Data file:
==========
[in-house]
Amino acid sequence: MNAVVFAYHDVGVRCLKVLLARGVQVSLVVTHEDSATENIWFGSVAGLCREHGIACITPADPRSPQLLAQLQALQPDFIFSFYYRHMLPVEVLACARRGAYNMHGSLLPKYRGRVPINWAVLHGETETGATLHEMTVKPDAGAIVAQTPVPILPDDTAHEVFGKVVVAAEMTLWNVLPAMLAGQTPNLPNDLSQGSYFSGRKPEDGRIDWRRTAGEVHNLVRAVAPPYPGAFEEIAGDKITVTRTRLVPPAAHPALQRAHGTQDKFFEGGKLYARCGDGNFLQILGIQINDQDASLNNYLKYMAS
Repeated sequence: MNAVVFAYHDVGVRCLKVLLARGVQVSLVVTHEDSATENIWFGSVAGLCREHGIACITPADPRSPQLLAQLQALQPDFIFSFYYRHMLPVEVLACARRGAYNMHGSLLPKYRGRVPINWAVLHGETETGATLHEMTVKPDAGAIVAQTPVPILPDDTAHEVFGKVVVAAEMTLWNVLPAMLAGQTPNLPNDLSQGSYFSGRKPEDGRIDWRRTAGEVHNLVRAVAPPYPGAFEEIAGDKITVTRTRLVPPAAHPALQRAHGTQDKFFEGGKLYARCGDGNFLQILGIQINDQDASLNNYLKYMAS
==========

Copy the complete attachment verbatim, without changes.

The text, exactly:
[in-house]
Amino acid sequence: MNAVVFAYHDVGVRCLKVLLARGVQVSLVVTHEDSATENIWFGSVAGLCREHGIACITPADPRSPQLLAQLQALQPDFIFSFYYRHMLPVEVLACARRGAYNMHGSLLPKYRGRVPINWAVLHGETETGATLHEMTVKPDAGAIVAQTPVPILPDDTAHEVFGKVVVAAEMTLWNVLPAMLAGQTPNLPNDLSQGSYFSGRKPEDGRIDWRRTAGEVHNLVRAVAPPYPGAFEEIAGDKITVTRTRLVPPAAHPALQRAHGTQDKFFEGGKLYARCGDGNFLQILGIQINDQDASLNNYLKYMAS
Repeated sequence: MNAVVFAYHDVGVRCLKVLLARGVQVSLVVTHEDSATENIWFGSVAGLCREHGIACITPADPRSPQLLAQLQALQPDFIFSFYYRHMLPVEVLACARRGAYNMHGSLLPKYRGRVPINWAVLHGETETGATLHEMTVKPDAGAIVAQTPVPILPDDTAHEVFGKVVVAAEMTLWNVLPAMLAGQTPNLPNDLSQGSYFSGRKPEDGRIDWRRTAGEVHNLVRAVAPPYPGAFEEIAGDKITVTRTRLVPPAAHPALQRAHGTQDKFFEGGKLYARCGDGNFLQILGIQINDQDASLNNYLKYMAS